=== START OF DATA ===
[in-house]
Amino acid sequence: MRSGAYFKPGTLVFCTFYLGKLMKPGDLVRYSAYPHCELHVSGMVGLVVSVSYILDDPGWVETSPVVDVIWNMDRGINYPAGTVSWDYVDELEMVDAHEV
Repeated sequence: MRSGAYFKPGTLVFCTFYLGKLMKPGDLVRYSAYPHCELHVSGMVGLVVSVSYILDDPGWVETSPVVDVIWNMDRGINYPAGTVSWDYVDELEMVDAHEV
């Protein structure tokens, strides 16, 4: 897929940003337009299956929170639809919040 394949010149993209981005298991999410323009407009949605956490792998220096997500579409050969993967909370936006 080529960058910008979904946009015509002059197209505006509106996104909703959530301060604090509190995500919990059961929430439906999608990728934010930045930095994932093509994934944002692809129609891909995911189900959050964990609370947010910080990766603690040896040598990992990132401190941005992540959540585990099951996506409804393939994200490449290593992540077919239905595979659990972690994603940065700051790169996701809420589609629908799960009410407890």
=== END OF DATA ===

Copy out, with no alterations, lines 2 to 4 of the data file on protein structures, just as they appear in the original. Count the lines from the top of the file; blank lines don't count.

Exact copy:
Amino acid sequence: MRSGAYFKPGTLVFCTFYLGKLMKPGDLVRYSAYPHCELHVSGMVGLVVSVSYILDDPGWVETSPVVDVIWNMDRGINYPAGTVSWDYVDELEMVDAHEV
Repeated sequence: MRSGAYFKPGTLVFCTFYLGKLMKPGDLVRYSAYPHCELHVSGMVGLVVSVSYILDDPGWVETSPVVDVIWNMDRGINYPAGTVSWDYVDELEMVDAHEV
């Protein structure tokens, strides 16, 4: 897929940003337009299956929170639809919040 394949010149993209981005298991999410323009407009949605956490792998220096997500579409050969993967909370936006 080529960058910008979904946009015509002059197209505006509106996104909703959530301060604090509190995500919990059961929430439906999608990728934010930045930095994932093509994934944002692809129609891909995911189900959050964990609370947010910080990766603690040896040598990992990132401190941005992540959540585990099951996506409804393939994200490449290593992540077919239905595979659990972690994603940065700051790169996701809420589609629908799960009410407890």